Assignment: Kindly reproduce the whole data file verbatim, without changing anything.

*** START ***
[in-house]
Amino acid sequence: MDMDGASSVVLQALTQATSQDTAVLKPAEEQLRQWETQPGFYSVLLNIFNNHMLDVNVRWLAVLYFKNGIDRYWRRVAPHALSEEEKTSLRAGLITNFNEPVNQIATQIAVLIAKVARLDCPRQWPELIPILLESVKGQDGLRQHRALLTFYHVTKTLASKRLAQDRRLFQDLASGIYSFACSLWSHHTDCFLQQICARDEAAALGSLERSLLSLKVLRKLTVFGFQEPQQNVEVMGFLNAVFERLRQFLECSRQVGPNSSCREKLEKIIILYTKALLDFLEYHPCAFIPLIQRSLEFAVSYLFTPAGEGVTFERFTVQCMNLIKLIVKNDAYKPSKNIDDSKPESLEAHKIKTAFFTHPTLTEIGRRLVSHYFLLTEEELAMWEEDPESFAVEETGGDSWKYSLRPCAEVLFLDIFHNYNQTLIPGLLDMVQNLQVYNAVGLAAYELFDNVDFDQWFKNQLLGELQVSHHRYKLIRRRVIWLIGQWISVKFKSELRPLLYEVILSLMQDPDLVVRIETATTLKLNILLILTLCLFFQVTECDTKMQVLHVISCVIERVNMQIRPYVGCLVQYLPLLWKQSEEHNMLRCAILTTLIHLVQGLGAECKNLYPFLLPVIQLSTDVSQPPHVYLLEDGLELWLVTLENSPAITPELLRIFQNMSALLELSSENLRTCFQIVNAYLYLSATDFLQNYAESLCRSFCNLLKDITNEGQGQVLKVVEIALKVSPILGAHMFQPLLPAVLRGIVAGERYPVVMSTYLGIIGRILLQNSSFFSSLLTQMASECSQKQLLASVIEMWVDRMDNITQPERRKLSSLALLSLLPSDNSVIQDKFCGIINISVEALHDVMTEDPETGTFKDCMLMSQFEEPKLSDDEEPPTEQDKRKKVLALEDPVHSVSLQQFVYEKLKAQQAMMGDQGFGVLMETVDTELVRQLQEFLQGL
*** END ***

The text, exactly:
[in-house]
Amino acid sequence: MDMDGASSVVLQALTQATSQDTAVLKPAEEQLRQWETQPGFYSVLLNIFNNHMLDVNVRWLAVLYFKNGIDRYWRRVAPHALSEEEKTSLRAGLITNFNEPVNQIATQIAVLIAKVARLDCPRQWPELIPILLESVKGQDGLRQHRALLTFYHVTKTLASKRLAQDRRLFQDLASGIYSFACSLWSHHTDCFLQQICARDEAAALGSLERSLLSLKVLRKLTVFGFQEPQQNVEVMGFLNAVFERLRQFLECSRQVGPNSSCREKLEKIIILYTKALLDFLEYHPCAFIPLIQRSLEFAVSYLFTPAGEGVTFERFTVQCMNLIKLIVKNDAYKPSKNIDDSKPESLEAHKIKTAFFTHPTLTEIGRRLVSHYFLLTEEELAMWEEDPESFAVEETGGDSWKYSLRPCAEVLFLDIFHNYNQTLIPGLLDMVQNLQVYNAVGLAAYELFDNVDFDQWFKNQLLGELQVSHHRYKLIRRRVIWLIGQWISVKFKSELRPLLYEVILSLMQDPDLVVRIETATTLKLNILLILTLCLFFQVTECDTKMQVLHVISCVIERVNMQIRPYVGCLVQYLPLLWKQSEEHNMLRCAILTTLIHLVQGLGAECKNLYPFLLPVIQLSTDVSQPPHVYLLEDGLELWLVTLENSPAITPELLRIFQNMSALLELSSENLRTCFQIVNAYLYLSATDFLQNYAESLCRSFCNLLKDITNEGQGQVLKVVEIALKVSPILGAHMFQPLLPAVLRGIVAGERYPVVMSTYLGIIGRILLQNSSFFSSLLTQMASECSQKQLLASVIEMWVDRMDNITQPERRKLSSLALLSLLPSDNSVIQDKFCGIINISVEALHDVMTEDPETGTFKDCMLMSQFEEPKLSDDEEPPTEQDKRKKVLALEDPVHSVSLQQFVYEKLKAQQAMMGDQGFGVLMETVDTELVRQLQEFLQGL